Philosophy 3100 - Ethical Theory
Guidelines for Papers
See syllabus for length requirements and due dates of papers.
For any of your papers, you can choose your own topic. The point is to explain and defend your own idea -- this will be your thesis -- relating to something from a reading or from class. Once you have identified the idea you'd like to discuss, you need to be sure you do at least these things in your paper:
- Make it clear early on exactly what your thesis is. As a general rule, it's best if your thesis is contained in the first paragraph. It should be blatantly obvious what the thesis of your paper is. A thesis, just to be sure, is a claim -- something that you think is true. It is the goal of your paper to convince the reader that your thesis is true. Your thesis should not be a trivial claim. It should be at least somewhat controversial or surprising or interesting.
- Provide whatever background is required to present your idea. This part of your paper will likely be merely repeating things from a reading or from class in your own words, but it is still quite important. When you do this, don't assume I know anything about your topic. Provide whatever background you'd have to provide if you were going to be explaining your idea to an intelligent friend who knew nothing about our class.
- Clearly explain your thesis. Your idea might be a criticism of some idea from a reading or from class, an objection to some argument we discussed, a way for some theory to avoid some potential problem, or just anything that relates to our material that you found interesting and worth writing down.
- Give the reasons or reasons for thinking that your thesis is true. This is the main argument of your paper.
And if you have room, you should also
- Address one or more possible objections to or criticisms of your thesis. This would, of course, require first explaining the objection or criticism before you address it.
Whatever your idea is, it can't be too big. The papers for this class are not long, and there isn't space to do anything very big.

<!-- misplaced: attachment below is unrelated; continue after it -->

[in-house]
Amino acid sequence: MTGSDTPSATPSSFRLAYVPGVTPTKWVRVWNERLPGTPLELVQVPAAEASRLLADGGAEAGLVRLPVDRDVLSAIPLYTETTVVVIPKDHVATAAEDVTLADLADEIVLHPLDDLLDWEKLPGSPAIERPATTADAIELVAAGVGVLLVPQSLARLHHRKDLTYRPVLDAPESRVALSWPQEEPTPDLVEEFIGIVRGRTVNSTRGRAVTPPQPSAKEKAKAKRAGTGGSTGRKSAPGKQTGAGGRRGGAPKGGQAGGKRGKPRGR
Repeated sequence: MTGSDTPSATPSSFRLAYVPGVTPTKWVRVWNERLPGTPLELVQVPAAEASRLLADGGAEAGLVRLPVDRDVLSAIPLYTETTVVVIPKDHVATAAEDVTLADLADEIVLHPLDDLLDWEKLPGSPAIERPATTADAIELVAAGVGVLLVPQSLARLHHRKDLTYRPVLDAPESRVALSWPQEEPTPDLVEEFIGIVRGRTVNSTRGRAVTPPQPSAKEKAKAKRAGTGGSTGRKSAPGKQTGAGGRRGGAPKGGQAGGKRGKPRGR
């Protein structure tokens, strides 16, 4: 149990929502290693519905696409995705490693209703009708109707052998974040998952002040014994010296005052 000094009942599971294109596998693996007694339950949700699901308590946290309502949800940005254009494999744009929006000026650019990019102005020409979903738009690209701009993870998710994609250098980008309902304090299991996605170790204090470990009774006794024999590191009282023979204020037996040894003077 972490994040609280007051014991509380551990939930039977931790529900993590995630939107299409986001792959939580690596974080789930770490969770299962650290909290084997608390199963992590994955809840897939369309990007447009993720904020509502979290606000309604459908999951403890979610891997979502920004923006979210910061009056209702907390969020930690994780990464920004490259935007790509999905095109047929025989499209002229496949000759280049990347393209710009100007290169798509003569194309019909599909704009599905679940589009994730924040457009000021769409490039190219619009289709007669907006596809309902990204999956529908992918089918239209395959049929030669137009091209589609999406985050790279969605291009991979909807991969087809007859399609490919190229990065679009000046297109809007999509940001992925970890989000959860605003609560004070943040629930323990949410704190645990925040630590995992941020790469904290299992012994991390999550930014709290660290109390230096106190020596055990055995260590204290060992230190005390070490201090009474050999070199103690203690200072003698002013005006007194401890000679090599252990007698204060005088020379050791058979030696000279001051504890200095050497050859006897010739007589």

Since I realize that this material is difficult and unfamiliar, and you might have a hard time coming up with your own idea on these issues just yet, you can write a paper addressing one of the pre-assigned topics. There are links to these on the main page.
Regarding format, your paper must:
- be typewritten and double-spaced, with normal fonts and margins
- be printed out (double-sided printing is best) and submitted in class on the due date. Do not submit your paper by email.
- contain your name on each page.
- contain page numbers on each page.
- be stapled together.
Regarding style, you should:
- aim for clarity, precision, succinctness, and directness.
- avoid flowery language, polysyllabic words, and long, winding sentences.
- you don't need to be “deep” – instead, just make it completely clear exactly what you are trying to say.
- make no spelling and grammatical mistakes – use a spell checker and get a good style manual.
General Guidance. Here are two helpful guides on writing a philosophy paper. Please look them over.
Cheating: You are encouraged to discuss your paper with others in the class; however, the paper you turn in must be your own work. Students turning in duplicate or near-duplicate papers will receive an F for the entire course and may be subject to expulsion from the university. I take cheating very seriously.
Do not quote much or at all in your papers. I want to hear the ideas in your own words. But if you must use the words of others, put them in quotation marks and cite the source. Otherwise, you are plagiarizing. Plagiarism will earn you an F for the whole course and possible expulsion from the university.
Extra Assistance: I am more than happy to provide assistance to you as you work on your paper. Feel free to come to office hours with questions or just to run a rough outline by me.